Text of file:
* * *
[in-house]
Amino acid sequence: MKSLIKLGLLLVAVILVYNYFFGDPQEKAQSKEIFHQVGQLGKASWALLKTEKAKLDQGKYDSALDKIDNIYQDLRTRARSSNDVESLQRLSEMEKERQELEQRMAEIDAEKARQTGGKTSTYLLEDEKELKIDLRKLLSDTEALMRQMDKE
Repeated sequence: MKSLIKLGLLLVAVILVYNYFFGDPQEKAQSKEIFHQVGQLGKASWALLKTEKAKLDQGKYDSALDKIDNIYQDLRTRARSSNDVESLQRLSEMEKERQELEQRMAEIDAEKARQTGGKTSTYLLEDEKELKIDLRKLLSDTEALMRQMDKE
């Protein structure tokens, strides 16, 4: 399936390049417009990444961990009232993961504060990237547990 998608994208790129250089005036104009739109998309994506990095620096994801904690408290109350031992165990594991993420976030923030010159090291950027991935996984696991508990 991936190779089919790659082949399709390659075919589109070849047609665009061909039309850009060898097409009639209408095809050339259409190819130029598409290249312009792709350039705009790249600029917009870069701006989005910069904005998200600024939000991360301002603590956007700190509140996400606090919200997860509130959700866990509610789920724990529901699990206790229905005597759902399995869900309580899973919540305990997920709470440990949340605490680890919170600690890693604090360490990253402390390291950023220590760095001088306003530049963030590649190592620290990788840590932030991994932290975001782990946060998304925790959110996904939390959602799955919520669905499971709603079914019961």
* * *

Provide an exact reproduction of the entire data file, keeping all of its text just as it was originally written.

[in-house]
Amino acid sequence: MKSLIKLGLLLVAVILVYNYFFGDPQEKAQSKEIFHQVGQLGKASWALLKTEKAKLDQGKYDSALDKIDNIYQDLRTRARSSNDVESLQRLSEMEKERQELEQRMAEIDAEKARQTGGKTSTYLLEDEKELKIDLRKLLSDTEALMRQMDKE
Repeated sequence: MKSLIKLGLLLVAVILVYNYFFGDPQEKAQSKEIFHQVGQLGKASWALLKTEKAKLDQGKYDSALDKIDNIYQDLRTRARSSNDVESLQRLSEMEKERQELEQRMAEIDAEKARQTGGKTSTYLLEDEKELKIDLRKLLSDTEALMRQMDKE
């Protein structure tokens, strides 16, 4: 399936390049417009990444961990009232993961504060990237547990 998608994208790129250089005036104009739109998309994506990095620096994801904690408290109350031992165990594991993420976030923030010159090291950027991935996984696991508990 991936190779089919790659082949399709390659075919589109070849047609665009061909039309850009060898097409009639209408095809050339259409190819130029598409290249312009792709350039705009790249600029917009870069701006989005910069904005998200600024939000991360301002603590956007700190509140996400606090919200997860509130959700866990509610789920724990529901699990206790229905005597759902399995869900309580899973919540305990997920709470440990949340605490680890919170600690890693604090360490990253402390390291950023220590760095001088306003530049963030590649190592620290990788840590932030991994932290975001782990946060998304925790959110996904939390959602799955919520669905499971709603079914019961």